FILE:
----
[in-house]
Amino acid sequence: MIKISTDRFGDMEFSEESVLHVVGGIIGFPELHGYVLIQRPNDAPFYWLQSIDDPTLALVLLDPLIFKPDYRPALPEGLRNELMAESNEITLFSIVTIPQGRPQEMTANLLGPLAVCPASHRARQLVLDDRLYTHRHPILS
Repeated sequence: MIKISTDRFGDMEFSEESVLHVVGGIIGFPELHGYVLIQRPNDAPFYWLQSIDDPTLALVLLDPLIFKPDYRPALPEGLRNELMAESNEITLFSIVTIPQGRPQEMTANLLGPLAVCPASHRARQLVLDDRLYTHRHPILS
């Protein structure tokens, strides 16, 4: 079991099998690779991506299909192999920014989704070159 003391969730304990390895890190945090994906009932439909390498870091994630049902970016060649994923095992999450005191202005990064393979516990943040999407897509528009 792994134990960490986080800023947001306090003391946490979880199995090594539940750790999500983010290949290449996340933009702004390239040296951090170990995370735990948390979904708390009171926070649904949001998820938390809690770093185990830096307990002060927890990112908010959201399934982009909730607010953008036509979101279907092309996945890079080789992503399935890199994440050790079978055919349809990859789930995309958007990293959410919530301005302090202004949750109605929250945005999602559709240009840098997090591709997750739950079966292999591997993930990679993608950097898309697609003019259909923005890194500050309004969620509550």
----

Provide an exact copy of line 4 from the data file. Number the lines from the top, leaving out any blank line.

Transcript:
């Protein structure tokens, strides 16, 4: 079991099998690779991506299909192999920014989704070159 003391969730304990390895890190945090994906009932439909390498870091994630049902970016060649994923095992999450005191202005990064393979516990943040999407897509528009 792994134990960490986080800023947001306090003391946490979880199995090594539940750790999500983010290949290449996340933009702004390239040296951090170990995370735990948390979904708390009171926070649904949001998820938390809690770093185990830096307990002060927890990112908010959201399934982009909730607010953008036509979101279907092309996945890079080789992503399935890199994440050790079978055919349809990859789930995309958007990293959410919530301005302090202004949750109605929250945005999602559709240009840098997090591709997750739950079966292999591997993930990679993608950097898309697609003019259909923005890194500050309004969620509550």